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Tenor-of-our-times Chris Potter on his ECM debut as leader has come up with something very special indeed, make no mistake, on The Sirens (*****). Released in just under a fortnight, on 28 January, the album has a Homeric conceit, like streets in close proximity can be named after peaks in the same mountain range,  so the tracks on this record have titles to match the legendary tale. You’re also by association supposed to say it is epic! Or heroic! In terms of technique it’s not just that Potter handles the saxophone like a rancher is able to tame the wildest horse; he can also charm, coax and caress.

It’s all about expression on The Sirens, and like a theatre play that suddenly makes you feel frightened, or anxious to know how the drama is resolved, whether it’s going to be happy, sad, or even tragic, the narrative of each tune manages this as well. The serious yet unpretentious tunes he’s written resemble the way Potter stands on stage in a club before he plays, looking ahead, presenting himself, at ease with what they call the fourth wall, although as improvisation gains traction he’s oblivious to it. Charles Lloyd drummer Eric Harland is at the kit and it’s a maelstrom of ideas he brings to the session, the way say Nasheet Waits can burn on a Jason Moran record, with Harland’s own customised input.

There is a tenderness at play that Potter is expert at, maybe the best interpreter of a ballad since, in a different idiom, Stan Getz. Larry Grenadier on bass sounds different here than the way he plays with Brad Mehldau, he’s actually sounding more like he does with Fly. As for brilliant pianist Craig Taborn, well he’s less abstract than he usually is say on a song like ‘Kalypso’ and he rows in to meet Potter somewhere close to a Monk sound after his solo here. The other pianist, David Virelles, is on hand with the role of adding prepared piano sounds, celeste and harmonium, so that’s a twist in the arranging and it gives the album a distinctiveness without being gimmicky. The title track, opening with Potter on bass clarinet, and the very moody and sensual seascape-like accompaniment then opens out to transport us the listeners into the middle of a dream. When was the last time a song did that? Chicago-born Potter, who celebrated his 42nd birthday on New Year’s Day, has been playing beautifully of late and in the Unity Band last year with Pat Metheny showed just one more aspect of what he can do. There’s something magical in the water with this release, an element as mysterious, dangerous, and vital as the best music.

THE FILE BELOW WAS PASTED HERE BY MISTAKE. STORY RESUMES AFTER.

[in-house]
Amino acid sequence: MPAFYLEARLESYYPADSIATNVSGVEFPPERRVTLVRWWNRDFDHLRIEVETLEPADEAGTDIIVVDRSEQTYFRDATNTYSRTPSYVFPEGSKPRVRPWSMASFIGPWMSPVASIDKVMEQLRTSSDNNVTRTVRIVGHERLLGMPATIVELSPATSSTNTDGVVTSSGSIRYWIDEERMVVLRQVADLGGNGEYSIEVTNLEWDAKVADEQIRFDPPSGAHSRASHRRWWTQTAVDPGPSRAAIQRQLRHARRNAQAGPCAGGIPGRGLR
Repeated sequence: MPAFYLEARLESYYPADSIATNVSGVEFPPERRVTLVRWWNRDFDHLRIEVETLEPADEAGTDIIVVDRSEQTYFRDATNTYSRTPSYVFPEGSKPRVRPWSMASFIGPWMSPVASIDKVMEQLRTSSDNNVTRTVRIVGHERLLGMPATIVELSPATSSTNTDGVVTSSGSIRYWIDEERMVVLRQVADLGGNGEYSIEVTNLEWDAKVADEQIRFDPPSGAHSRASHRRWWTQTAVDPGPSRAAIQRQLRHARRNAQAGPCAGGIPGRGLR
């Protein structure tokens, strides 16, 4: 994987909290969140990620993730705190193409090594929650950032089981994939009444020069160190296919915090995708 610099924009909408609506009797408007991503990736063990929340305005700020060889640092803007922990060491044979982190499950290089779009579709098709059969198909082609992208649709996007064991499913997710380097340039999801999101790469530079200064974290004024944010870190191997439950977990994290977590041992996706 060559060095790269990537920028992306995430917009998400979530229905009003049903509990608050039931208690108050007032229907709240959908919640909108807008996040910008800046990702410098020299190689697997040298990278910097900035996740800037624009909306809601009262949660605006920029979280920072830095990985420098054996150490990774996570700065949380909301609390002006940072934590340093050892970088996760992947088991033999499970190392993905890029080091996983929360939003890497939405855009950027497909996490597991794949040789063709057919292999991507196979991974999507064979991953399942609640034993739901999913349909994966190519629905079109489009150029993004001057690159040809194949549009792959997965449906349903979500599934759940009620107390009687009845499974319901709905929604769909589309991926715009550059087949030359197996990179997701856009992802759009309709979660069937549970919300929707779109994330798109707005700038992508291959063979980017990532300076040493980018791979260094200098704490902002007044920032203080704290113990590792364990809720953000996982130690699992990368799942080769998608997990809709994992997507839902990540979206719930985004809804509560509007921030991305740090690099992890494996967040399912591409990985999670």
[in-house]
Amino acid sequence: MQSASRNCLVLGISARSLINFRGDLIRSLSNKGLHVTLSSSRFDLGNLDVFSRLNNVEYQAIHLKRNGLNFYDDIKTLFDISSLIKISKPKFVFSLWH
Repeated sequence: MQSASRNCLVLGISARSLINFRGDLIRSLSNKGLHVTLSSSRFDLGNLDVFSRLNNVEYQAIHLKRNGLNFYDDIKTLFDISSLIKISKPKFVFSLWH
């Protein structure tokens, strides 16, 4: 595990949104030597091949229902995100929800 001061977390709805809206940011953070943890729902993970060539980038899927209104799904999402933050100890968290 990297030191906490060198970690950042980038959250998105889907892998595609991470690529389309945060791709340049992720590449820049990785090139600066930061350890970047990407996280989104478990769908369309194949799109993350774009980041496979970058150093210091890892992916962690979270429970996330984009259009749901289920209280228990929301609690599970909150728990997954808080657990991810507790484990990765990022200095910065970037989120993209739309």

Stephen Graham

Chris Potter top

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Early next month leading improv percussionist Mark Sanders, and the Steve Tromans Trio, led by pianist Tromans with bassist Chris Mapp and drummer Miles Levin, are to travel to the US as part of an exchange between the cities of Birmingham and Chicago. It’s an initiative of Town Hall and Symphony Hall’s Jazzlines programme, in collaboration with Umbrella Music Chicago. The Birmingham musicians will spend a week in Chicago performing and rehearsing with locally-based musicians in a city renowned for innovation in improv. They will be playing gigs at the Hideout in a double bill, with the Tromans trio joined by an avatar of Chicago improv, reedsman Ken Vandermark, plus Mark Sanders and Jason Adasiewicz in duo on Wednesday 6 February. All four Birmingham musicians then hook up to perform with Dave Rempis, James Falzone and Josh Berman in small and large groupings at The Elastic Arts Center the following day, which leads to two days in rehearsal of a new Steve Tromans octet commission involving all the players. The piece will then be performed at the Hungry Brain on Sunday 10 February. SG